Commercial evictions in Massachusetts concern property that is not used for human habitation, such as a store or office space. Similar to residential property, an owner of commercial property must bring a formal court action (known as “summary process”) for obtaining possession from a tenant.
This is where the similarities between commercial and residential evictions end. Read on for important information that one should know about commercial evictions in Massachusetts.
No Right to Housing Court for a Commercial Eviction Case
Housing Court is a popular forum for resolving residential property disputes in Massachusetts. A residential landlord is permitted to file an eviction in Housing Court, and if an eviction is filed in another court, either party (tenant or landlord) has the right to transfer it to Housing Court.
Housing Court, however, does not have jurisdiction over commercial evictions in Massachusetts. These cases must be brought in District Court or Superior Court.
Commercial Property Is Often Rented “As Is”, Which Limits the Available Defenses in a Commercial Eviction Case
Residential property comes with an implied warranty of habitability. A landlord can only rent property that is fit for human habitation: a responsibility that cannot be waived. Residential property must also comply with the state sanitary code.
Commercial property, in contrast can (and most often does) get rented “as is.” In such a case, the tenant is generally responsible for the care and maintenance of the property. As such, problems arising from conditions in the rental property are limited as defenses to commercial evictions in Massachusetts.
Commercial Leases Often Require the Waiver of a Jury Demand
Tenants in residential evictions have the right to a jury trial. Most commercial evictions require tenants to waive their right to a jury trial if an eviction case ever becomes necessary. As a result, commercial evictions typically move at a much faster pace than residential cases.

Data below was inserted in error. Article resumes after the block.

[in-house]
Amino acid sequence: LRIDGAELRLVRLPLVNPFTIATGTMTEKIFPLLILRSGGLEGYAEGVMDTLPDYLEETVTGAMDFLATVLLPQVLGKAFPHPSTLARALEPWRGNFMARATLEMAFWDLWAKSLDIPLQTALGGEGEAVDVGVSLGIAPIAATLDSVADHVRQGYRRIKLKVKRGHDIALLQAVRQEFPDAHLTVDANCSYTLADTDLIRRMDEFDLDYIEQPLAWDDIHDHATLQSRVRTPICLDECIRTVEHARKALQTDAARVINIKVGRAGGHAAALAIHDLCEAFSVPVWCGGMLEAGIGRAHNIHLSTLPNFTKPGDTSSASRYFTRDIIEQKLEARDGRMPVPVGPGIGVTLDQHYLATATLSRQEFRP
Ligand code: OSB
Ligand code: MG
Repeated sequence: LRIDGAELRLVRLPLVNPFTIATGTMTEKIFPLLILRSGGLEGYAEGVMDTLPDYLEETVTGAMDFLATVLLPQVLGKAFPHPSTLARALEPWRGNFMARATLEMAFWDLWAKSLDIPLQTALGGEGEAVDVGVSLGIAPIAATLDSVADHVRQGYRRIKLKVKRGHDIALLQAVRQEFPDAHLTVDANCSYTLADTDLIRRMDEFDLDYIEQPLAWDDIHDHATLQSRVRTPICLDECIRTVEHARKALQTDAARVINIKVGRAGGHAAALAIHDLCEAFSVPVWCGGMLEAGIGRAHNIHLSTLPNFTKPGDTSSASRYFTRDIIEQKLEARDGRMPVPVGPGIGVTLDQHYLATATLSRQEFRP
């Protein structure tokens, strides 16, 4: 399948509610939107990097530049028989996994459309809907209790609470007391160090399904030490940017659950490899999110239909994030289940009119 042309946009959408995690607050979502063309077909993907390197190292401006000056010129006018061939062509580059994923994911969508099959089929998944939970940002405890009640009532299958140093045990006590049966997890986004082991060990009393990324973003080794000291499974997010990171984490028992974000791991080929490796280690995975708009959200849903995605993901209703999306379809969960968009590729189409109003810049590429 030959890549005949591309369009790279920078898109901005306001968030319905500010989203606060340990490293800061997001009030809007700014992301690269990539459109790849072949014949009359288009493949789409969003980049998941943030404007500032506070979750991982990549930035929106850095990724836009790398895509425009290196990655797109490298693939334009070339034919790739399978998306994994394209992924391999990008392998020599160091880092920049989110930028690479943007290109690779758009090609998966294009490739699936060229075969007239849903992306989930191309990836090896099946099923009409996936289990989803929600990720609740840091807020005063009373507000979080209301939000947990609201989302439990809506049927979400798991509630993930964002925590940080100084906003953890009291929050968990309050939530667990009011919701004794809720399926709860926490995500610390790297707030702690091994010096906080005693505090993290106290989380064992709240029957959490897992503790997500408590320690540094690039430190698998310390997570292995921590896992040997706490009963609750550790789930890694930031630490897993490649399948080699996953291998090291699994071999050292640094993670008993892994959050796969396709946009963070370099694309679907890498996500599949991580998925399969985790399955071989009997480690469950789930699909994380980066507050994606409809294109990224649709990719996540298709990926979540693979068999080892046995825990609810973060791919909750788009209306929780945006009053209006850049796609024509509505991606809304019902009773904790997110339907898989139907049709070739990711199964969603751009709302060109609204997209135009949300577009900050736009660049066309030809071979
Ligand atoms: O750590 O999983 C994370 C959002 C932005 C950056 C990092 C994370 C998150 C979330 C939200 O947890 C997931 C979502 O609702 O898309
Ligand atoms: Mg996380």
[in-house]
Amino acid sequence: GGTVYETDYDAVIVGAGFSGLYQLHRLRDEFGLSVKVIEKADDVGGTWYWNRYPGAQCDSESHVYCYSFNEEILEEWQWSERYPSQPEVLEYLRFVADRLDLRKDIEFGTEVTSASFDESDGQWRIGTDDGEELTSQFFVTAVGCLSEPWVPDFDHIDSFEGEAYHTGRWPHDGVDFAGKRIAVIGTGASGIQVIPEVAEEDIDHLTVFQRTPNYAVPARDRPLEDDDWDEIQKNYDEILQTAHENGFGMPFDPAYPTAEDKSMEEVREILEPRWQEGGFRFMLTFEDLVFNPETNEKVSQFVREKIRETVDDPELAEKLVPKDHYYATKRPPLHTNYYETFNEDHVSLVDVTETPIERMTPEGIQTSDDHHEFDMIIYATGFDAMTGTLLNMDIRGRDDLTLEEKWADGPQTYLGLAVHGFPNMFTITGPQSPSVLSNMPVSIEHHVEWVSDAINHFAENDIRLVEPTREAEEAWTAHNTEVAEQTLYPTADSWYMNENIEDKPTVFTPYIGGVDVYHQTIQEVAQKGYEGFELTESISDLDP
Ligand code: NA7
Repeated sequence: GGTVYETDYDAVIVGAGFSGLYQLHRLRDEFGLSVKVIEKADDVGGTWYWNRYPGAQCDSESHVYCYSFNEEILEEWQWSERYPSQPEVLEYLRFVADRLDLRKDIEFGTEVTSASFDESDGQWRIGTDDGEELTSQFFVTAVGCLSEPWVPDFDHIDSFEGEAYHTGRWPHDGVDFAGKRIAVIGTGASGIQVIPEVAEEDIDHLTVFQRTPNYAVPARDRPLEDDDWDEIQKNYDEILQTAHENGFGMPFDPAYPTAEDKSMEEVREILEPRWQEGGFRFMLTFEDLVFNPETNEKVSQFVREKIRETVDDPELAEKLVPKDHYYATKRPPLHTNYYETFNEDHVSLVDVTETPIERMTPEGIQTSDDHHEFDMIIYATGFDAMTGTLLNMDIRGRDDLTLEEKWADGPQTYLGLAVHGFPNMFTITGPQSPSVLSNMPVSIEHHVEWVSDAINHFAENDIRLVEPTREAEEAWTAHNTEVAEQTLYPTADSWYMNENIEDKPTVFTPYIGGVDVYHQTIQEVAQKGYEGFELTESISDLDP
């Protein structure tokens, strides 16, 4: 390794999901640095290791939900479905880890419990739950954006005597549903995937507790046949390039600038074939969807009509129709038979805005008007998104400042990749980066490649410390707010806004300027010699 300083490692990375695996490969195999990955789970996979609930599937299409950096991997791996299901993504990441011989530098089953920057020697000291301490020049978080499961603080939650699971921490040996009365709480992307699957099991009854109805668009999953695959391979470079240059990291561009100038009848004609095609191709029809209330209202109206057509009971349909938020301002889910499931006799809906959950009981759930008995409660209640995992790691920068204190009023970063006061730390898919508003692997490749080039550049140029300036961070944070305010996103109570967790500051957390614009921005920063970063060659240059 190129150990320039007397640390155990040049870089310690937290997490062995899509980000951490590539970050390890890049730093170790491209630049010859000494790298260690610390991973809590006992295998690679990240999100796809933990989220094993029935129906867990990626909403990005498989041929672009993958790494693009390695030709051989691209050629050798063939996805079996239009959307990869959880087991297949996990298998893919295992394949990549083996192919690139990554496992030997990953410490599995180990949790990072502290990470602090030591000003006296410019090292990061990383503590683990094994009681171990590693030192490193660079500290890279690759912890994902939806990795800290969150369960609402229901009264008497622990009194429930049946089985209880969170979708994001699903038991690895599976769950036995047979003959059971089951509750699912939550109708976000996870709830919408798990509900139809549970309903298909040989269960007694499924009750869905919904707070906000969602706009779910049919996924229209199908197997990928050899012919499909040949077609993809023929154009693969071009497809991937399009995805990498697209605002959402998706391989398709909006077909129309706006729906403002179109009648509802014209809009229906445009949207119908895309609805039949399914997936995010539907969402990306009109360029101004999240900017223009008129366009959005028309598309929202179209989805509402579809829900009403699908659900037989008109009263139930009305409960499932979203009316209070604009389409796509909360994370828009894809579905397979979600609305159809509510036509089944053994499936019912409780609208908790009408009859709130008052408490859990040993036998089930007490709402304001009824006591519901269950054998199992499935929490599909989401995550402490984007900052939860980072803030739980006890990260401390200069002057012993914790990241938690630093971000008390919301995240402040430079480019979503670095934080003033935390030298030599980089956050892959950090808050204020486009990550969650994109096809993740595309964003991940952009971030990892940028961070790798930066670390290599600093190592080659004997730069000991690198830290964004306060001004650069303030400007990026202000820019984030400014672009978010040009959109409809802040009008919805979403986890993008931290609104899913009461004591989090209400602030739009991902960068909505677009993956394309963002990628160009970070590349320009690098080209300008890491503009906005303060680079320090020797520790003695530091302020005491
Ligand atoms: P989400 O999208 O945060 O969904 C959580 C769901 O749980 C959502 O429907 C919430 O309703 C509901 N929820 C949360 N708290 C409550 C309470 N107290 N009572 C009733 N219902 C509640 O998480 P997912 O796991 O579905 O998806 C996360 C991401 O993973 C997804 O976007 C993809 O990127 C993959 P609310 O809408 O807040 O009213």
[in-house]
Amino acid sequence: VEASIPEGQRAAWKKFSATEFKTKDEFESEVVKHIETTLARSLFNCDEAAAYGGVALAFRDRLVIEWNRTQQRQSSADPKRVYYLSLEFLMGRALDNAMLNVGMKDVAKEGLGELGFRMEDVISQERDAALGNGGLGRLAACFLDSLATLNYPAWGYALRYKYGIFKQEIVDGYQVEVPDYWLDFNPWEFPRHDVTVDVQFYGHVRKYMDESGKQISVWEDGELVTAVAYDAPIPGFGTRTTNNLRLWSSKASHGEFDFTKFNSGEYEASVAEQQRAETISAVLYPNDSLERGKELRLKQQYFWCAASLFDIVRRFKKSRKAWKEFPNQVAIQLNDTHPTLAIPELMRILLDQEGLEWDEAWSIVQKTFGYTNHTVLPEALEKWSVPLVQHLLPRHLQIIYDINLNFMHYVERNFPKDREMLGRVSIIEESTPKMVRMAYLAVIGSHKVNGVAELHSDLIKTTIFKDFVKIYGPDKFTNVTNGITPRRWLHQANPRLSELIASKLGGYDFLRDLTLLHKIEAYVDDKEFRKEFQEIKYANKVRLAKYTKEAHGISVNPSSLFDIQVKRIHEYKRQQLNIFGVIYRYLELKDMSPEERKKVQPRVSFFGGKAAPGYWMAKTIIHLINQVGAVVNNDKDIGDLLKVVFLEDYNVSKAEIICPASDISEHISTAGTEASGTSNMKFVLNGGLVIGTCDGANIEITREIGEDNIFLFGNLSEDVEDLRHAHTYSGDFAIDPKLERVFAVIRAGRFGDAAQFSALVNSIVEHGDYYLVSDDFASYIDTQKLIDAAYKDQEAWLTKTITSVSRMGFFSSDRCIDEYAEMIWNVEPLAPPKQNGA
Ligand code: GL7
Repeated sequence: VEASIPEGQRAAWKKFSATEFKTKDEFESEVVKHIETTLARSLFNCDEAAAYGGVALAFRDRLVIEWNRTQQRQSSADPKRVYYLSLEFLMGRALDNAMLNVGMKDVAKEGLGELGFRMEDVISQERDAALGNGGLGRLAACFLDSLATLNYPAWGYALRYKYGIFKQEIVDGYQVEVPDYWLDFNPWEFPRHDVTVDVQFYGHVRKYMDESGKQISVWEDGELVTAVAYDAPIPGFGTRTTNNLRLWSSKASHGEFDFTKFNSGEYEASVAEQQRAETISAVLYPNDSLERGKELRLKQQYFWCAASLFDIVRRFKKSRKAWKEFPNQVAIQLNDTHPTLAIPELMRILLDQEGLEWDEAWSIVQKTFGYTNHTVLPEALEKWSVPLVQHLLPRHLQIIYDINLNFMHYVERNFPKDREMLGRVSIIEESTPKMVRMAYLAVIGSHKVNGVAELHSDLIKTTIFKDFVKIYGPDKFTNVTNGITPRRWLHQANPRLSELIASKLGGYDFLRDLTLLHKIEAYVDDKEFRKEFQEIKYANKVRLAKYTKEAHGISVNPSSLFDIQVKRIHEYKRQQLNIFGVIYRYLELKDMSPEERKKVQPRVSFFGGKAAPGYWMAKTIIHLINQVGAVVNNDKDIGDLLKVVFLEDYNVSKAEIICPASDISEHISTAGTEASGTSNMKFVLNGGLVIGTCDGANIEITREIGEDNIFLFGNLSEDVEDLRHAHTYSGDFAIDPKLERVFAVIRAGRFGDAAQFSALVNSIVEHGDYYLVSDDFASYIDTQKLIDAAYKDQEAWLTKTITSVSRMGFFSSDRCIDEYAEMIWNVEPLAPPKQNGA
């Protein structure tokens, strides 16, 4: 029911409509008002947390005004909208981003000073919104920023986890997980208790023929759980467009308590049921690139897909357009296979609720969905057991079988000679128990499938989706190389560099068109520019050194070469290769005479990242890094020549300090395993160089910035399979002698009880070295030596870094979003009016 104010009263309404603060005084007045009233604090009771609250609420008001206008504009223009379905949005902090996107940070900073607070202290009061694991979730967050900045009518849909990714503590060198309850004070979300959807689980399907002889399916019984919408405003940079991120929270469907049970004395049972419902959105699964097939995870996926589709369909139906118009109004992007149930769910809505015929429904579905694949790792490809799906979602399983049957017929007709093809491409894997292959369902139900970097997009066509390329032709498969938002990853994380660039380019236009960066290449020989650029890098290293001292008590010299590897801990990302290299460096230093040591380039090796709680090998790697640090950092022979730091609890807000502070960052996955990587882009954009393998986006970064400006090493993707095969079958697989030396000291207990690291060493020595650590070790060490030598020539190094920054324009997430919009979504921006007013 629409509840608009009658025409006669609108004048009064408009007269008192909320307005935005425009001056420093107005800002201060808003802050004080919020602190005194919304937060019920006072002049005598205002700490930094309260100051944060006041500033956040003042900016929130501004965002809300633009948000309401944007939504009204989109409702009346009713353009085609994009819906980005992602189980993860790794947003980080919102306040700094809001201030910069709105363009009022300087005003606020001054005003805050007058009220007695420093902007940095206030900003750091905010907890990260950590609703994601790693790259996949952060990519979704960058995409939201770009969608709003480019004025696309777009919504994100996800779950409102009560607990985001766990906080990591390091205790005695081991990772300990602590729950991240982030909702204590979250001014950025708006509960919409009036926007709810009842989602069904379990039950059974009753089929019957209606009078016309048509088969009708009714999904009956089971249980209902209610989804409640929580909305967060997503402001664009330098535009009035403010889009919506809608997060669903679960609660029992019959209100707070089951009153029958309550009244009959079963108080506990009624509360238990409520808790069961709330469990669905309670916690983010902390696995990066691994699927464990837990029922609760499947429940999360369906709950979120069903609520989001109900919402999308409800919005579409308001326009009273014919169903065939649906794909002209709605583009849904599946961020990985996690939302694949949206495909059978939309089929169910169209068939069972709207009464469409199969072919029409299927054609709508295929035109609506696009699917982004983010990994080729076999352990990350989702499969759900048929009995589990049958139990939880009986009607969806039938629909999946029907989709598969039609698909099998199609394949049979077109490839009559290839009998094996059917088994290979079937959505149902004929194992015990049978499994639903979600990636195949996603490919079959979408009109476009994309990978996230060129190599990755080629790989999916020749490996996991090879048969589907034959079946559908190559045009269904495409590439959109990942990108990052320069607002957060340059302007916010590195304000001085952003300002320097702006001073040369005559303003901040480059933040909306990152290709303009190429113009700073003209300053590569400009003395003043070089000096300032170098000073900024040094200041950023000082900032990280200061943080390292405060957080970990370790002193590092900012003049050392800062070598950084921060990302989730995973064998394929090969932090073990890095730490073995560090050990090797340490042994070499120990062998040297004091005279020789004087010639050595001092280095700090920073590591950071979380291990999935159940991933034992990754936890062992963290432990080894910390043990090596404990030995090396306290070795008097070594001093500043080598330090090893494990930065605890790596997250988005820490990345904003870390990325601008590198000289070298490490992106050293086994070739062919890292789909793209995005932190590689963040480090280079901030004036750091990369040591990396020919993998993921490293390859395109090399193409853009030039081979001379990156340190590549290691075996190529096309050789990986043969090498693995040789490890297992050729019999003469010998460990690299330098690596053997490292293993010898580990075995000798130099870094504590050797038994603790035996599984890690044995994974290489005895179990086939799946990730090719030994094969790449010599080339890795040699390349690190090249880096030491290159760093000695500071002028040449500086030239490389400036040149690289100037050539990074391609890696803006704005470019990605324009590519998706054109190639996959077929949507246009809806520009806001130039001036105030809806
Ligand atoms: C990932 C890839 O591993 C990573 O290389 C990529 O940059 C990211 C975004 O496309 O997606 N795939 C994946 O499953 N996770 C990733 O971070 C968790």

Counterclaims Are Not Allowed in Commercial Evictions
Counterclaims are not allowed in commercial evictions. As such, a tenant defending a commercial eviction is much more limited in the potential defenses they can raise in such a proceeding.
Commercial tenants, however, are free to file a separate lawsuit against a landlord and ask that it be consolidated with the eviction.
Massachusetts’s Security Deposit Law Does Not Apply to Commercial Tenancies
As I’ve written, Massachusetts’s security deposit law is a trap for unwary residential landlords, and can result in steep penalties if violated. This law, however, does not apply to commercial tenancies. A commercial landlord can accept a security deposit without having to comply with the numerous requirements of the residential security deposit law.
Massachusetts’s security deposit law often comes up in residential evictions, and is a problem if the landlord has not followed this law. For commercial evictions, however, this law does not apply.
That’s not to say that a commercial landlord can do whatever they want with a security deposit. Chapter 93A, which prohibits unfair and deceptive business practices, can apply if a commercial landlord acts unreasonably with a security deposit.
If you need assistance with commercial evictions in Massachusetts, contact me for a consultation.
The Massachusetts Property Law Blog is proud to have Attorney Joseph N. Schneidermanguest blog on upcoming zoning decisions from the Massachusetts Appeals Court. Attorney Schneiderman is an appellate attorney licensed in Massachusetts and Connecticut and may be contacted at firstname.lastname@example.org.
Verizon sought to build a cellular tower in Dudley. On August 22, 2017, Verizon successfully obtained a special permit from the Dudley Planning Board. On September 11, 2017, the Pecynas, as self-represented abutters, timely appealed the special permit to the Worcester Superior Court but did not join Verizon as a party. Compare G.L. c. 40A, §17 (Aggrieved party has 20 days to appeal.) Curiously, the Town Clerk issued a certificate of no appeal the next week. As ten months of litigation elapsed, Verizon built the tower.
Later represented by counsel, the Pecynas unsuccessfully sought an injunction to demolish the tower and to belatedly join Verizon as a party. A Superior Court judge denied both motions and dismissed their appeal, reasoning that: (1) because the Town Clerk never received the notice of appeal, the appeal was untimely and (2) belatedly joining Verizon would be prejudicial because Verizon built the tower despite the faulty notice. The Pecynas appealed to the Appeals Court. Curiously, the Town of Dudley did not file a brief-although Verizon appeared and argued as amicus curiae.